Traffic is Up at American

Traffic on American Airlines flights jumped 10 percent last month from May 2004, and the airline reported that its airplanes were fuller.


Traffic on American Airlines flights jumped 10 percent last month from May 2004, and the airline reported that its airplanes were fuller.

Capacity at the Fort Worth-based airline grew by about 3 percent during the month. That means airplanes flew, on average, about 78 percent full -- about 5 percentage points better than a year ago.

American's upbeat report came as Houston-based rival Continental Airlines said that its unit revenues for May were up nearly 10 percent over last year. Analyst Jamie Baker of JPMorgan Securities estimated that average airfares at Continental were up 3 percent for the month.

The revenue figure "all but assures a second-quarter profit despite surging energy costs," Baker said in a report to investors Thursday.

Continental is the only major airline to report revenues every month, so its results are closely watched. Most analysts still expect the major airlines to post losses for the second quarter.

At American, the largest traffic increases came in routes across the Pacific, which climbed 28 percent over May 2004. Passengers on flights to Europe rose by 11 percent, while traffic to Latin America was up 17 percent. Domestic passenger traffic climbed 7 percent.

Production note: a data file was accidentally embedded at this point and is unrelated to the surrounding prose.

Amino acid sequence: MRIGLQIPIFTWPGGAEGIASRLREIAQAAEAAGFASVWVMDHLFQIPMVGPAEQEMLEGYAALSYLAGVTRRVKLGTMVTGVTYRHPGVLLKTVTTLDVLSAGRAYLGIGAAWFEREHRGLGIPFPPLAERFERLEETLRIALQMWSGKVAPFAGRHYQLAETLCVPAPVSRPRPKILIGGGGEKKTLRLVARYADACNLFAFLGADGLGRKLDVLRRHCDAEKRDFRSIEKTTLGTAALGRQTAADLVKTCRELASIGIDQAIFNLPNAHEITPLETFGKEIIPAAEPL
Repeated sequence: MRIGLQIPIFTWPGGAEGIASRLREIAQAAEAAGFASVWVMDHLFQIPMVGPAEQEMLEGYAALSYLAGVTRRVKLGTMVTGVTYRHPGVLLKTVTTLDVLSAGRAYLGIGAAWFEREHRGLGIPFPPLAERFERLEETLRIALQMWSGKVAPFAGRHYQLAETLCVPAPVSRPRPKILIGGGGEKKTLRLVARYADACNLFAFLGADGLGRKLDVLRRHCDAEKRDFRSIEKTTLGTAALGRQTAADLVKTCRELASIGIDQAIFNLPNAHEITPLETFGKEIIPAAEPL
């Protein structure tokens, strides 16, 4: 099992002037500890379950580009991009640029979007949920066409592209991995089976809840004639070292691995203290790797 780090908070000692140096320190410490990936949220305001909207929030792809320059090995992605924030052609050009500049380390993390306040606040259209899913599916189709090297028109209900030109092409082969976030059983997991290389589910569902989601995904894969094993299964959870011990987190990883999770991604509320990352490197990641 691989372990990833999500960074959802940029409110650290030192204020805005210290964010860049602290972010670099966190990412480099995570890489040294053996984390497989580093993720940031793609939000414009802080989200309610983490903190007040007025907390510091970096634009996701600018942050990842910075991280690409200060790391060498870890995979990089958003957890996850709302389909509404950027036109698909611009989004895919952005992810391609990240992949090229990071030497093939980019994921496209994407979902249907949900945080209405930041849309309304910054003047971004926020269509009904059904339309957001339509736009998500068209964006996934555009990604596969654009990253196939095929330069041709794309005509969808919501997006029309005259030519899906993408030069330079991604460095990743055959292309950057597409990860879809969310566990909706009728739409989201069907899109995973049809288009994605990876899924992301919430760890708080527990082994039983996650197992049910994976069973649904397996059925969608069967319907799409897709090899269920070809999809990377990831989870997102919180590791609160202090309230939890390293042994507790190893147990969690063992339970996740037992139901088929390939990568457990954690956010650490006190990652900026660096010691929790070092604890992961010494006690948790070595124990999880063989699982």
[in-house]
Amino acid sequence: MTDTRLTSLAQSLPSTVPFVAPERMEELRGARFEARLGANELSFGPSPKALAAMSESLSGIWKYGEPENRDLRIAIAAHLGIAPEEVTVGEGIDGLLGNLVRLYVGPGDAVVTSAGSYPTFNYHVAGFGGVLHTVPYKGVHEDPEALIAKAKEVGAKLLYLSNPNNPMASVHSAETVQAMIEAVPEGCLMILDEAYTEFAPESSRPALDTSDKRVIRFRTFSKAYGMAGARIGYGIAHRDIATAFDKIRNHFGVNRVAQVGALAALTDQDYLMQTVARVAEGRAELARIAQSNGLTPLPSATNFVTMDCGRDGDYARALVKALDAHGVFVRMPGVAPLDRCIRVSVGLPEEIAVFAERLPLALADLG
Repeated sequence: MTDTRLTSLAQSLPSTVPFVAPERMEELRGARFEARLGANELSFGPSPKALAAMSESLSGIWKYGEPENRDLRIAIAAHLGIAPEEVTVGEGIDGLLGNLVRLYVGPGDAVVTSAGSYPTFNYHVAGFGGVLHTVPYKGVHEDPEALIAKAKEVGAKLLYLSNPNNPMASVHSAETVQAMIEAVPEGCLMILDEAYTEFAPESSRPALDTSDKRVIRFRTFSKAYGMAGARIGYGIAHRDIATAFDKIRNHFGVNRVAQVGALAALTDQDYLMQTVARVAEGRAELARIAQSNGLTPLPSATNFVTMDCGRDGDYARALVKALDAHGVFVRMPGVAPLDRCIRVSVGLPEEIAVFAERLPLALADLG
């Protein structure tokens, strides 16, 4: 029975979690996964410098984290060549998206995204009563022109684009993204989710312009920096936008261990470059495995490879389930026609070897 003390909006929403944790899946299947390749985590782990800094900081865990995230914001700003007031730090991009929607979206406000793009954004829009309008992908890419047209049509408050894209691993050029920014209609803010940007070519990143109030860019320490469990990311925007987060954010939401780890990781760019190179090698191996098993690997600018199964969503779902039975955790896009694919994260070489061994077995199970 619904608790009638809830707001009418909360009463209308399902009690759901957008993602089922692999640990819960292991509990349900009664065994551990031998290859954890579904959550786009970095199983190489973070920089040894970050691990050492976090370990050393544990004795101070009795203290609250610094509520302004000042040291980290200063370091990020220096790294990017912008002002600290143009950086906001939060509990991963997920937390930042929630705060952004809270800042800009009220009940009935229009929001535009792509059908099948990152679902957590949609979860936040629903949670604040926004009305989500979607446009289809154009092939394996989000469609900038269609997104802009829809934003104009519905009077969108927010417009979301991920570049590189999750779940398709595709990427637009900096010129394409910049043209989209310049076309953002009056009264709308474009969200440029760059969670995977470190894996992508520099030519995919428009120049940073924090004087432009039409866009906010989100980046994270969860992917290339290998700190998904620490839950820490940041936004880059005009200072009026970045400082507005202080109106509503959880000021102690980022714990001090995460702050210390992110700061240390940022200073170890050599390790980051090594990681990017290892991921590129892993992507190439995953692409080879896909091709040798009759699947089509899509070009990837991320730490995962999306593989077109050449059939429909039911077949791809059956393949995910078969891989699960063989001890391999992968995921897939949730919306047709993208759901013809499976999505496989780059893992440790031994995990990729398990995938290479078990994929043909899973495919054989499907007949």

Traffic was also up substantially at American Eagle, the airline's regional affiliate. Eagle, the largest U.S. regional airline, saw its traffic jump by 33 percent, while its capacity grew by 27 percent, compared with May 2004.

Stock in AMR Corp. (ticker: AMR) jumped Thursday, closing at $13.72 per share -- an increase of 99 cents, or about 8 percent.

Other airline stocks also improved Thursday, including Delta Air Lines (DAL), up 9 percent to close at $4.18 per share; Continental (CAL), up 8 percent to close at $14.67; and Northwest Airlines (NWAC), which finished at $6.38 per share, up about 8 percent.

But one analyst cautioned that despite the good news, the overall industry outlook for the rest of the year remains gloomy.

"We still expect large losses in the industry," said Ray Neidl of Calyon Securities in a report Thursday. He projects the industry to lose $1 billion during the second quarter and $5.5 billion for the year.

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